Like many women in their late 20s who are keen to get ahead in their career, Heather Currie worked long hours and took on a large amount of responsibility at work.
As a digital marketing executive in Melbourne, she was managing a small team and 14-hour days were not uncommon.
“I was at work pretty much all of the time and then I was out socialising, and life was just very busy,” she says.
“Being that busy just becomes the new normal.”
Then one day a few years ago, she began to feel fatigued and a doctor’s appointment confirmed she had a mild strain of glandular fever.
“It was suggested I take time off to recover, but I just pushed through and kept working from home,” she says.
“I didn’t know how to listen to my body.”
One day her body simply shut down. She woke up and couldn’t get out of bed, and even walking to the kitchen was a herculean effort.
“I had to quit my job and it was really a very scary time as I had no energy at all and I feared I would never get it back,” she says.
Then yoga entered the picture, marking a remarkable transformation in how she viewed life and the role work plays in it.
“I used to do Bikram yoga, but that was quite intense, and I would be more focused on what poses I could do and it was more about my ego,” she says.
“When I became sick I started off with very basic yoga and really felt that connection to my body again.”
During her recovery, Heather gradually built strength in her legs and arms, taking her time to stretch her body and meditate throughout the practice.
And research suggests she was on to something. A recent review analysing the results of 22 randomised clinical trials has found that yoga can improve many aspects of physical and mental health — and not just among younger people either.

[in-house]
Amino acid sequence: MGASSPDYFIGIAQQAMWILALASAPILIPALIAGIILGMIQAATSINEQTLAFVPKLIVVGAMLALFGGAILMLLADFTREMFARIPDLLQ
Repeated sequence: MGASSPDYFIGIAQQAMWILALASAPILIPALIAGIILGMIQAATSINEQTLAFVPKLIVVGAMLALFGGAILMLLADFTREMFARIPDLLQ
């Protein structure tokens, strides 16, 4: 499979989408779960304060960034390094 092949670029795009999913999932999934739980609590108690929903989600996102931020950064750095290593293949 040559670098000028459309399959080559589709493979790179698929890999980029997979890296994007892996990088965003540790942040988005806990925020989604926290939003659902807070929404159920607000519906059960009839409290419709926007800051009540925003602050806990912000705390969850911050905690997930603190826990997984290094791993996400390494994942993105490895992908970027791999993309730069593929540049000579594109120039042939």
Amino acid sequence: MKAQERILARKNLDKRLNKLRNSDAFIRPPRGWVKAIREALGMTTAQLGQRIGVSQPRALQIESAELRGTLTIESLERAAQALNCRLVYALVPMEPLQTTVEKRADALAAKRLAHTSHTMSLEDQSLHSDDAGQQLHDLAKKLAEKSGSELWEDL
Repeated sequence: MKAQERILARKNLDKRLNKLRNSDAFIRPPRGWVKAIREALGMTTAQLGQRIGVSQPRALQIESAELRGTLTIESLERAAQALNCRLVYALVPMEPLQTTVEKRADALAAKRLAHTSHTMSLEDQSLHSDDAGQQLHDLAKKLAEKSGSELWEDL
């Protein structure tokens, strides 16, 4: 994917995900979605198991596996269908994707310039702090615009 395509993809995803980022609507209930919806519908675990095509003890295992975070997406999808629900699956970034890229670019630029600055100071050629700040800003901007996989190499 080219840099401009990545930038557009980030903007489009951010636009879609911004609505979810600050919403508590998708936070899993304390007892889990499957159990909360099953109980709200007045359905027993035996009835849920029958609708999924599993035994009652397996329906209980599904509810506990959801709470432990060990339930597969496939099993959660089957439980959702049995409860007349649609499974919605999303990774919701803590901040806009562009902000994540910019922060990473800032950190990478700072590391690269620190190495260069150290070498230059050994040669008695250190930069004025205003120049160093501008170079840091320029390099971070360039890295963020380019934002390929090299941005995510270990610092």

The clinical team found that for people with a mean age of 60 years or over, practising yoga helped improve their physical balance, flexibility of movement, and strength. It also reduced depression, improved sleep quality, and boosted their vitality.
International Day of Yoga will be celebrated on June 21 this year, and Heather encourages people to use it as an opportunity to find the yoga style that will make a difference to their life — whether it be gentle or vigorous.
“Yoga has completely changed my life,” she says.
“When I was able to physically move again, small, gentle yoga postures helped me build confidence and feel calmer in a frustrating situation.”
It also helped her build mental strength, and she would often use her time on the mat to assess her priorities in life: what she wanted to do with her time, what brought her joy.
“Using yoga, meditation and mindfulness, I have since built up my physical and mental strength over two years to be able to have a strong practice where I now do yoga three times a week at my local studio,” she says.
“That was something I never thought I’d be able to do again.”
Thanks to the strength and confidence she gained, Heather was also able to complete the 10km Run Melbourne last year — after accepting that she may never be able to run again.
It also prompted a change in career and now Heather runs her own life coaching business for sensitive women, called CalmPassionate Coaching.
She has no doubt as to the pivotal role that yoga has played in the way her life has turned around.
“It has been a major factor,” she says.
“Yoga allows me to feel connected to my body and it also makes me grateful for what I have been through and grateful for the community that I am surrounded by.”
Original article published on the Medadvisor blog.